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Radar uses the principle of retarded time to calculate distances Since $x=ct$, $dx =c dt$! Define $dx=x_1-x_2$. If $x_1$ - radar location and $x_2$ -target location, $dt=dx/c=(x1-x2)/dt$ where $dt$ is the time required to travel to target! So round trip time $=2 dt$ which is recorded by electronic clocks. This is an example of retarded time not special ...


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Both equations (for the instantaneous field of a charge moving with constant velocity $v$) are correct. (Well, maybe the primes should be swapped in the second equation, so that the unprimed frame is that in which the charge is moving.) The first figure is not an accurate representation of the first equation: as Jan Lalinsky stated, the field lines should ...


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I won't try to defend Feynman's derivation, which seems strangely non-relativistic. (A similar argument is used by Schwartz in his "Principles of Electro-Dynamics".) However, I will defend the result (the Lienard-Wiechert potentials), and specifically claim that they are not in conflict with your discrete charge example, at least for the case of uniform ...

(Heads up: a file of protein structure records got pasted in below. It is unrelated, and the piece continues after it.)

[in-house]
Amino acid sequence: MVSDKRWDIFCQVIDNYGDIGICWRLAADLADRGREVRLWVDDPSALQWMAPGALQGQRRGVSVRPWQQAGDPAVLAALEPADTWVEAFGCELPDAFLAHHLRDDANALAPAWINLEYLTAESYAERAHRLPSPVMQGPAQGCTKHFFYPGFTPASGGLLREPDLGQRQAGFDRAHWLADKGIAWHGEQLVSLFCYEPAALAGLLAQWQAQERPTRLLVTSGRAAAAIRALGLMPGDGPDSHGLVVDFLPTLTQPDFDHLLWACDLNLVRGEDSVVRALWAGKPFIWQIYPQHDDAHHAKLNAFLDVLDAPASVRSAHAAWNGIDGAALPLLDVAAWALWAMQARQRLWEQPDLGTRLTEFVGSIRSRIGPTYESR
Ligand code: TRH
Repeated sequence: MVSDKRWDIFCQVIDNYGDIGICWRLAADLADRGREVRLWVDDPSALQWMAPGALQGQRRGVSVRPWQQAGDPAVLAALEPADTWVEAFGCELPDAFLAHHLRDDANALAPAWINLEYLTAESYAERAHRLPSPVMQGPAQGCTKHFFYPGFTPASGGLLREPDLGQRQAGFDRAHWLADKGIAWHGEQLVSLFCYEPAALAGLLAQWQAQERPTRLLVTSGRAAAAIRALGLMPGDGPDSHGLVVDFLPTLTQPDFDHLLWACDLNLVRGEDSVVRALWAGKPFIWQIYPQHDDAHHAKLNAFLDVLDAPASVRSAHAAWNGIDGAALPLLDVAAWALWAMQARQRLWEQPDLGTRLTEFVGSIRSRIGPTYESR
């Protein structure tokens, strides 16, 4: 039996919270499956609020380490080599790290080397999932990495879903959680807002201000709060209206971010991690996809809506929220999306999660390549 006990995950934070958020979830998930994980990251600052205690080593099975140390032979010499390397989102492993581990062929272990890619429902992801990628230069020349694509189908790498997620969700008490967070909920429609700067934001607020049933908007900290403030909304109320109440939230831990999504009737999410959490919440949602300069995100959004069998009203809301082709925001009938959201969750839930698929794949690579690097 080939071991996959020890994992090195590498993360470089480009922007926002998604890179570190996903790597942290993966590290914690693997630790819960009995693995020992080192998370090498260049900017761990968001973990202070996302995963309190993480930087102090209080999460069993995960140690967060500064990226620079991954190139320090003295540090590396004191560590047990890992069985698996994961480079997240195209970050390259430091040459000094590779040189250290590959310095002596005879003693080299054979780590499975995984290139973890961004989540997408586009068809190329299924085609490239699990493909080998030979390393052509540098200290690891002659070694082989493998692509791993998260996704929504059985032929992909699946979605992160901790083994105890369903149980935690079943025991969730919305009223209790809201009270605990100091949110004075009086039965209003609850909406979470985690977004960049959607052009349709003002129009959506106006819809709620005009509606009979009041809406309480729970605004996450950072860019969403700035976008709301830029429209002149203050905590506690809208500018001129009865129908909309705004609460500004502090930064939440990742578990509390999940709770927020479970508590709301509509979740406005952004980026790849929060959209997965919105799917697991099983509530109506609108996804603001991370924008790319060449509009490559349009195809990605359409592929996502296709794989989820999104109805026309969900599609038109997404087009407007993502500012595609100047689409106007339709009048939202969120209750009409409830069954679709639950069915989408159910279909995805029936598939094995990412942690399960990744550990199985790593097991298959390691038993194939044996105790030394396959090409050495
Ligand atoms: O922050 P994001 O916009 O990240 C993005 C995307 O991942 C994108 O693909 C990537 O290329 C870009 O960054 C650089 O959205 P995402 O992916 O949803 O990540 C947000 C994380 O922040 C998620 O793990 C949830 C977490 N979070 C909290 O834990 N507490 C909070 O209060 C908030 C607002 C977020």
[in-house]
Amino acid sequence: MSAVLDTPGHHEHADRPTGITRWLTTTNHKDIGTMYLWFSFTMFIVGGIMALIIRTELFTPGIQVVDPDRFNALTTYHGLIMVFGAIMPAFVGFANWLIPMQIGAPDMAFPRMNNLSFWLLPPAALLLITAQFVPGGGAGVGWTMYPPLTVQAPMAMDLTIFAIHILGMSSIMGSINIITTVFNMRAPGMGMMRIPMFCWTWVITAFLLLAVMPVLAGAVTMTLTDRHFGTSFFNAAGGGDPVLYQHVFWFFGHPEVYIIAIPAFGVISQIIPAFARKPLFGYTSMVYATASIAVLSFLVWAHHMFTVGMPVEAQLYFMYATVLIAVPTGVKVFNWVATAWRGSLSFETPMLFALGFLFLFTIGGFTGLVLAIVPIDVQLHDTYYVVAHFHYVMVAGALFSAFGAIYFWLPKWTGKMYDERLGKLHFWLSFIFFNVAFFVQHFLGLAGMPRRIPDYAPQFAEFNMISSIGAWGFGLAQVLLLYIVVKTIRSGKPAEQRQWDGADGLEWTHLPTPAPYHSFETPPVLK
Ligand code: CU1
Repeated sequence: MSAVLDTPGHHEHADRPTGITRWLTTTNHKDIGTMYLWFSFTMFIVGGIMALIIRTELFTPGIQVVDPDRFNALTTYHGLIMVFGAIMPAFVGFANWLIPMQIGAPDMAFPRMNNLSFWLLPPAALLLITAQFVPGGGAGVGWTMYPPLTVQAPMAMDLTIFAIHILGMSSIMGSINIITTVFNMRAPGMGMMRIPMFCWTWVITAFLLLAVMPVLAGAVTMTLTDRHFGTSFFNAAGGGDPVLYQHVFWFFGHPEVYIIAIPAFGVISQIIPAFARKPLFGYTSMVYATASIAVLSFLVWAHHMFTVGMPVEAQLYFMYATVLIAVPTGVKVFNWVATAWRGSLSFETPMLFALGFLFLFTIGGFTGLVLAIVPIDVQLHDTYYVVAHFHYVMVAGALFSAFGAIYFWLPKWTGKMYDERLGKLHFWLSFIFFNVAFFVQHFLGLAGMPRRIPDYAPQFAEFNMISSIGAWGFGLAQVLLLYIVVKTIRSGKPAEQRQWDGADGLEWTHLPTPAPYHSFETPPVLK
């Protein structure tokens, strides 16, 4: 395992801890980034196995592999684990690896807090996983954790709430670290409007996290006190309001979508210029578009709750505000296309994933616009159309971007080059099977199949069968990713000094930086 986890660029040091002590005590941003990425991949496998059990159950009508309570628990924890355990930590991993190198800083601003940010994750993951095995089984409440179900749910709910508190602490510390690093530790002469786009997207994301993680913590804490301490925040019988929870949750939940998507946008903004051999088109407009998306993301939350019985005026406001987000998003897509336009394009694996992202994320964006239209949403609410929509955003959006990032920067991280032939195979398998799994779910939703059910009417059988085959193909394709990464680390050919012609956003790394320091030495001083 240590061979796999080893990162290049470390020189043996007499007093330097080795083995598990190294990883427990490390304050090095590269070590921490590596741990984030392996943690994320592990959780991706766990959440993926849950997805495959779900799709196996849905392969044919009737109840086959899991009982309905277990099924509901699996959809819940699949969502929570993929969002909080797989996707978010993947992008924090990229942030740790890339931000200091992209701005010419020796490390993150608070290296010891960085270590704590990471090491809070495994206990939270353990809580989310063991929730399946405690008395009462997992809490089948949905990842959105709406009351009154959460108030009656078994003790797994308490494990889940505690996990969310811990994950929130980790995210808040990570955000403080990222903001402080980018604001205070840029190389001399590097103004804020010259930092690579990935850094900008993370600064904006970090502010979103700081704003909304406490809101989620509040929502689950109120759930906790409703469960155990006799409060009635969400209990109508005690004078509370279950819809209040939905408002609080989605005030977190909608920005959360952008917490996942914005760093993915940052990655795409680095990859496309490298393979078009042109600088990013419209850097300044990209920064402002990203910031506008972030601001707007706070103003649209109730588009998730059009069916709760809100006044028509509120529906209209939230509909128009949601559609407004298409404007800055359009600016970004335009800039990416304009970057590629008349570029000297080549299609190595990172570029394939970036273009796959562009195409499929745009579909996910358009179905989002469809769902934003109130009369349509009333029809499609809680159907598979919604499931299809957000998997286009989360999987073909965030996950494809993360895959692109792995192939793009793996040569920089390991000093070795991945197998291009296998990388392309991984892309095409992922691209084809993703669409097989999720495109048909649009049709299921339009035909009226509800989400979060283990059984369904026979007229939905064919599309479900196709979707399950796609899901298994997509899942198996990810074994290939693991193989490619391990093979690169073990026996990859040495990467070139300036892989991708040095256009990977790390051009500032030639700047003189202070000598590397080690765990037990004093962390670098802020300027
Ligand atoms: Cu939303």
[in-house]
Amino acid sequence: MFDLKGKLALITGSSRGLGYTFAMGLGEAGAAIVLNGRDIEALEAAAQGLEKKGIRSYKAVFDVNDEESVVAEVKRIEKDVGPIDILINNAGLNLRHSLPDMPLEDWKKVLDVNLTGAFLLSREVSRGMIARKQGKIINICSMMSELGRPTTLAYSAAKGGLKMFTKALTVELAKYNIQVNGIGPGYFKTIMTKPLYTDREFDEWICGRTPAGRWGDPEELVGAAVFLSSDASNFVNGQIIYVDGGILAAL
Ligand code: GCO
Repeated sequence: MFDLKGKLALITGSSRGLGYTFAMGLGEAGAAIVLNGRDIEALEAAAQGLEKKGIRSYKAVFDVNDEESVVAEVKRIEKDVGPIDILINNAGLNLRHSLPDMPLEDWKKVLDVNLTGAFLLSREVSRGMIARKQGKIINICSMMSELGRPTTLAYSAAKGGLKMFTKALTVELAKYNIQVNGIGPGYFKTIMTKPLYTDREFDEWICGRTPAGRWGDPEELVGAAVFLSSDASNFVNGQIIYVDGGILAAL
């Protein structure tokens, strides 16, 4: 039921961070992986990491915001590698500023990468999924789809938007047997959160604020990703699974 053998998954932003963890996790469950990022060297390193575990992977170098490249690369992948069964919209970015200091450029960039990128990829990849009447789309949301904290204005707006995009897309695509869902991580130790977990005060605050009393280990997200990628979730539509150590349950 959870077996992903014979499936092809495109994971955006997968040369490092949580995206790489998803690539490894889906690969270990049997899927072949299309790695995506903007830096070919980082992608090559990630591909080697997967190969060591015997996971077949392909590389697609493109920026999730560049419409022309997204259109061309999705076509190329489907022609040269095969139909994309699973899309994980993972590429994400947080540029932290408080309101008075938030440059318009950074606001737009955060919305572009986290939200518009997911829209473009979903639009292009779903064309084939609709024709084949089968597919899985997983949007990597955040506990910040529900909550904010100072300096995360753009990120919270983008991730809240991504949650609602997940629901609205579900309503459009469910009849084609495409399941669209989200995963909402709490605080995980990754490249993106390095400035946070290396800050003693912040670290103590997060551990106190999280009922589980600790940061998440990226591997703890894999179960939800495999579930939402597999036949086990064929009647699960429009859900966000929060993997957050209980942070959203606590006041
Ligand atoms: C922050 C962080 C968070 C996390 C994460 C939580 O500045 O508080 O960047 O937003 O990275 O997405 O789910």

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I don't think the increase in potential due to the moving charge leading to an "overcounting" IS in disagreement with Feynman's result. In fact, the "overcounting" is what leads to the 1/(1-v/c) enhancement factor in the potential equation precisely accounts for the fact that the slow moving charge has some of it's charge contributions "overcounted" because ...



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